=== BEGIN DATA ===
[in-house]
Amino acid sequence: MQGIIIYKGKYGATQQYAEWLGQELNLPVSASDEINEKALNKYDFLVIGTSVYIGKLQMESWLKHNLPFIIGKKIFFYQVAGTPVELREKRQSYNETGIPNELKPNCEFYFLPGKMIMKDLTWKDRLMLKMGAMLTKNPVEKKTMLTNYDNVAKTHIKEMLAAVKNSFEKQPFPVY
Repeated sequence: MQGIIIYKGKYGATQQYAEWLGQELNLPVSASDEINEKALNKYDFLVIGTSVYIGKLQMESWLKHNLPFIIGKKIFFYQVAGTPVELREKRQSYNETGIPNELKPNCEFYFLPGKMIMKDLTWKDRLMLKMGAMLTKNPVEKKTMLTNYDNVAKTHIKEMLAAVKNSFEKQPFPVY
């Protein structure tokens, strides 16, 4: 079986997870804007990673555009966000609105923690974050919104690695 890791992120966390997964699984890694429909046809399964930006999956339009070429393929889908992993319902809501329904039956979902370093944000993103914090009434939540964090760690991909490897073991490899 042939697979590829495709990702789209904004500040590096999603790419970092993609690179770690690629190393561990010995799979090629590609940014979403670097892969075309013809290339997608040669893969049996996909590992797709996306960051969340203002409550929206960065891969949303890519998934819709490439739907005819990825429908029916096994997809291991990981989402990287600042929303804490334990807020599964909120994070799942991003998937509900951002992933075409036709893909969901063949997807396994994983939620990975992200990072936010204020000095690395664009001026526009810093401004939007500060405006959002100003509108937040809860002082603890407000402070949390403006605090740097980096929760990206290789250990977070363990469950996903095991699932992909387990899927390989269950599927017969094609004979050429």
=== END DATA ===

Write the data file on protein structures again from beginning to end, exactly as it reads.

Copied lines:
[in-house]
Amino acid sequence: MQGIIIYKGKYGATQQYAEWLGQELNLPVSASDEINEKALNKYDFLVIGTSVYIGKLQMESWLKHNLPFIIGKKIFFYQVAGTPVELREKRQSYNETGIPNELKPNCEFYFLPGKMIMKDLTWKDRLMLKMGAMLTKNPVEKKTMLTNYDNVAKTHIKEMLAAVKNSFEKQPFPVY
Repeated sequence: MQGIIIYKGKYGATQQYAEWLGQELNLPVSASDEINEKALNKYDFLVIGTSVYIGKLQMESWLKHNLPFIIGKKIFFYQVAGTPVELREKRQSYNETGIPNELKPNCEFYFLPGKMIMKDLTWKDRLMLKMGAMLTKNPVEKKTMLTNYDNVAKTHIKEMLAAVKNSFEKQPFPVY
């Protein structure tokens, strides 16, 4: 079986997870804007990673555009966000609105923690974050919104690695 890791992120966390997964699984890694429909046809399964930006999956339009070429393929889908992993319902809501329904039956979902370093944000993103914090009434939540964090760690991909490897073991490899 042939697979590829495709990702789209904004500040590096999603790419970092993609690179770690690629190393561990010995799979090629590609940014979403670097892969075309013809290339997608040669893969049996996909590992797709996306960051969340203002409550929206960065891969949303890519998934819709490439739907005819990825429908029916096994997809291991990981989402990287600042929303804490334990807020599964909120994070799942991003998937509900951002992933075409036709893909969901063949997807396994994983939620990975992200990072936010204020000095690395664009001026526009810093401004939007500060405006959002100003509108937040809860002082603890407000402070949390403006605090740097980096929760990206290789250990977070363990469950996903095991699932992909387990899927390989269950599927017969094609004979050429």